According to Press TV, demonstrations were held in some 60 US cities including the Georgia metropolis along with San Francisco, Los Angeles, Chicago, Detroit and Portland.
The rallies came after eight people, six of them women of Asian descent, were killed in three separate shootings at massage parlors in and around Atlanta, Georgia on March 16.
The gun rampage triggered alarm and grief nationwide along with fear over a spike in pandemic-era hate crimes.
“We’re one year into this pandemic and anti-Asian violence has only intensified,” said Judi Chang, a representative of the anti-war, anti-racism ANSWER coalition behind the demonstrations on Saturday.
Chang, like many other organizers, attributed the surge in anti-Asian sentiment to political rhetoric that casts China as a threat.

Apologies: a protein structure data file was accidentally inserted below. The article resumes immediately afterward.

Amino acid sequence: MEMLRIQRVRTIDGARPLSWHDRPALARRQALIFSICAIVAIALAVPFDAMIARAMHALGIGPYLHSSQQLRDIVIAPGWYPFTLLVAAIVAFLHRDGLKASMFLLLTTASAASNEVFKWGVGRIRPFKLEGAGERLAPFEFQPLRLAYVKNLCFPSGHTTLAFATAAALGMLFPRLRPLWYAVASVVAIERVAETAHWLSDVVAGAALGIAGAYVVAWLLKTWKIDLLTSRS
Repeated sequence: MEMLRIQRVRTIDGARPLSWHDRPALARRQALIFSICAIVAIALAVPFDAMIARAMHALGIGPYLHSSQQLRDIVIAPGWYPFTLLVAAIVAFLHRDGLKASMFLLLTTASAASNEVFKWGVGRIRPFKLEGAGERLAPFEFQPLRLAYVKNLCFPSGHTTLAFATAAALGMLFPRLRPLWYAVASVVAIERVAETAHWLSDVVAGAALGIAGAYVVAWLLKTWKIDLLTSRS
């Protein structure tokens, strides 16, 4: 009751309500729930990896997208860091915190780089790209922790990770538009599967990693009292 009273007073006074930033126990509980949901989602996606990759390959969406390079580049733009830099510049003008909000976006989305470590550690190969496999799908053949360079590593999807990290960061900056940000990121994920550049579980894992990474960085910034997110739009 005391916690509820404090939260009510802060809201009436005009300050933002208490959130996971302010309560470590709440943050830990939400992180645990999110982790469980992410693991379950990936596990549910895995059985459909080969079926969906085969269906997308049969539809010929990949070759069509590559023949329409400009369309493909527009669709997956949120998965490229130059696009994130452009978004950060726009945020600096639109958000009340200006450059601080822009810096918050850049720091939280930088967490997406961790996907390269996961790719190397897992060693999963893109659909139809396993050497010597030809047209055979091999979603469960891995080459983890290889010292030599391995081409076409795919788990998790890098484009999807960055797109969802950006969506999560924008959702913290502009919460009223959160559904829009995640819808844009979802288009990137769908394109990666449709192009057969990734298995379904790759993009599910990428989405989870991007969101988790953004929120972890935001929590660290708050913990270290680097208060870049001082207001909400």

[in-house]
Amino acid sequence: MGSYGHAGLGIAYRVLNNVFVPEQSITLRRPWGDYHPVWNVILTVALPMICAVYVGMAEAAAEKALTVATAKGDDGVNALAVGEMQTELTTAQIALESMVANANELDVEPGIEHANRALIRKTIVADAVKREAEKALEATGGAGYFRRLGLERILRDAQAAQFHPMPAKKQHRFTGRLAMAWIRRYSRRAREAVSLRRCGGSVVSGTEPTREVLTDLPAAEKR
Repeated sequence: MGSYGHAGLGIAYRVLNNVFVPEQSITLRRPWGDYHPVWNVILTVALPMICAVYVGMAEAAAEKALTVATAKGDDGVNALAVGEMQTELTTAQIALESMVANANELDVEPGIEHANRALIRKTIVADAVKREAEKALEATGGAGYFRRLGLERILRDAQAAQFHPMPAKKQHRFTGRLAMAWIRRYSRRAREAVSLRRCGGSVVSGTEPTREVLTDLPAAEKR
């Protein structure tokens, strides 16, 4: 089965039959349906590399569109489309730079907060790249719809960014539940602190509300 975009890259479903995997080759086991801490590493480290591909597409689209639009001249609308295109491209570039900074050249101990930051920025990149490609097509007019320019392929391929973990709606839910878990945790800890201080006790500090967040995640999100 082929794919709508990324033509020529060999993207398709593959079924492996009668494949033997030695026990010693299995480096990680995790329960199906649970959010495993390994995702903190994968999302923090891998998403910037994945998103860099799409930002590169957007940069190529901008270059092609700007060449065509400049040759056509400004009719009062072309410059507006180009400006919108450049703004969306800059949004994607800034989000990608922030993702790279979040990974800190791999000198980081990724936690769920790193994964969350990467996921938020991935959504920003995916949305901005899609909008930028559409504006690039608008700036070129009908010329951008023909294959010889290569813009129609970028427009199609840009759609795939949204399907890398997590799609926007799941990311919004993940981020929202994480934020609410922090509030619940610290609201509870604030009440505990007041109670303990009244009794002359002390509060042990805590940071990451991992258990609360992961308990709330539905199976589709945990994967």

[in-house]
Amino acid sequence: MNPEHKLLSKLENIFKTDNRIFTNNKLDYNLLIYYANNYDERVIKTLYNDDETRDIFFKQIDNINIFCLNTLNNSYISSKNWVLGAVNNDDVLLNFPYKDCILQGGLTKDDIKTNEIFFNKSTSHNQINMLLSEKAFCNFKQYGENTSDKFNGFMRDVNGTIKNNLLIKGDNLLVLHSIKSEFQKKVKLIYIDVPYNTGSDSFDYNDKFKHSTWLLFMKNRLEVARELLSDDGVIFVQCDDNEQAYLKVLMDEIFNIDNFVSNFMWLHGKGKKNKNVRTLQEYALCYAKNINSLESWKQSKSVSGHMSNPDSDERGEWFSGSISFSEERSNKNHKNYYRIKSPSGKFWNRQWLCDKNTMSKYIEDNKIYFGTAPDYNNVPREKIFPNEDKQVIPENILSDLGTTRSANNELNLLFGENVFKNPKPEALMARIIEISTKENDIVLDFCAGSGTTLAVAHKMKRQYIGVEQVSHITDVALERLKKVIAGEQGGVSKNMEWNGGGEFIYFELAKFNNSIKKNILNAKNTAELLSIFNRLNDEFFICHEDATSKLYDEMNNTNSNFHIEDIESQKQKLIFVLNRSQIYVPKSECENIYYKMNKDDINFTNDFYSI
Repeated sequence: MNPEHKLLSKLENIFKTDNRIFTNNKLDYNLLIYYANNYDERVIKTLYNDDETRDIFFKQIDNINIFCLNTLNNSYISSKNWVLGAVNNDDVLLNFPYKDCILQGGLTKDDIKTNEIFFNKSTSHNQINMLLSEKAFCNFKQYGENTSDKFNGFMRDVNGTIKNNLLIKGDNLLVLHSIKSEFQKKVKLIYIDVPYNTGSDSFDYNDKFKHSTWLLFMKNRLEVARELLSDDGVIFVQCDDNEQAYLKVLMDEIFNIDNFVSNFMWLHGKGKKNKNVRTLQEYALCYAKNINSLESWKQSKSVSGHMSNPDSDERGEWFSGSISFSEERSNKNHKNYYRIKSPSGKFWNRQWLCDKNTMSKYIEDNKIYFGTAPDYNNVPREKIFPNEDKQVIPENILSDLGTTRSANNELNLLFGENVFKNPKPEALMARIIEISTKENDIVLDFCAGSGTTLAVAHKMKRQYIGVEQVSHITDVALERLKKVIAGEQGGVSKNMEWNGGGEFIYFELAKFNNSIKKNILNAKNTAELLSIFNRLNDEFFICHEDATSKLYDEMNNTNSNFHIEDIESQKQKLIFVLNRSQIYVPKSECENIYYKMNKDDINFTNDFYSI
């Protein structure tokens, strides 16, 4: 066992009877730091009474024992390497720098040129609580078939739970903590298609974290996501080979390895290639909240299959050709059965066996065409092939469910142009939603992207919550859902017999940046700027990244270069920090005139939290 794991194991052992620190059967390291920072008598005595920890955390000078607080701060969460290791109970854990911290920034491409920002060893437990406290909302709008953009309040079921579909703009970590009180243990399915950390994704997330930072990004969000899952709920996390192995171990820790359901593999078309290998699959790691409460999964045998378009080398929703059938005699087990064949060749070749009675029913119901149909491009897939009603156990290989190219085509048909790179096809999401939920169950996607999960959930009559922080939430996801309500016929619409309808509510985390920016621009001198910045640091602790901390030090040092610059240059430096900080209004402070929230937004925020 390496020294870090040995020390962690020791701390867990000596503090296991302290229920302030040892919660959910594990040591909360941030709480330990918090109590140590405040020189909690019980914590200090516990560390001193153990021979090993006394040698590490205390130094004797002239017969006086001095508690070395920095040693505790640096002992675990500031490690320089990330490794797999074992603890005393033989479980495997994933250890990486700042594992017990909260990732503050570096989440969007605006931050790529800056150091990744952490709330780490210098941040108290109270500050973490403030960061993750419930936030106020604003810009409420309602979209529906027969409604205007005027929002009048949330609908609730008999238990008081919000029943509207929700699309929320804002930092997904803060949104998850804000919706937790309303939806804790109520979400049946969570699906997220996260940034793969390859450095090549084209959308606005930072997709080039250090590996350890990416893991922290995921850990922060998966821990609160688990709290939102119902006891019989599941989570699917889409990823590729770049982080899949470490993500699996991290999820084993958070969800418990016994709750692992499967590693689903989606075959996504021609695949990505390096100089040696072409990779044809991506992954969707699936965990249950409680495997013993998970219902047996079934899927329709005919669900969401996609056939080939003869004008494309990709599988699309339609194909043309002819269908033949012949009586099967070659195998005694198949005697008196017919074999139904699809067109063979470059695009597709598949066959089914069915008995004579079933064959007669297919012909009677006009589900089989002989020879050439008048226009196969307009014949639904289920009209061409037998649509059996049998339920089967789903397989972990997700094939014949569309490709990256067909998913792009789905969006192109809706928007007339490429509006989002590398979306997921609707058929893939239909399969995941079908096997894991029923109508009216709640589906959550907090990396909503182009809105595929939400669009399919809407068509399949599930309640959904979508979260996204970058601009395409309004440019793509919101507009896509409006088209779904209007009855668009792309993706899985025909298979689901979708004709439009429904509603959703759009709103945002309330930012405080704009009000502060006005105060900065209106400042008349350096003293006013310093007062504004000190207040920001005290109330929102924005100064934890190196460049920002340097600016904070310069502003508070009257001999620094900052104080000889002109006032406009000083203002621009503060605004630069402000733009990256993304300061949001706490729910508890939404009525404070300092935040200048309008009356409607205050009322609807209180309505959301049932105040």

“Everyone I know who is Asian has been a victim of violence or harassment, assault,” she told AFP in New York. “We get spat at, we get yelled at. We get stared at, people move away when we come.”
Protesters in Atlanta were holding signs some of which read; “Stop Demonizing China and Chinese People!” while others were emblazoned with messages like “Say No to Anti-Asian Racist Terror!”
“We’re out here to say that we’re not going to tolerate racism towards Asian American communities,” Satya Vatti, an organizer with the Answer (Act Now to Stop War and End Racism) Coalition, told Atlanta ABC affiliate WSB in Atlanta.
About 100 people rallied in Washington’s Chinatown district, with one demonstrator holding a placard reading, “I’m not a virus, I’m not the enemy, I’m Chinese-American and I love who I am.”
Irving Lee, a demonstrator in Queens, described the anti-Asian violence created in America a “byproduct of US foreign policy.”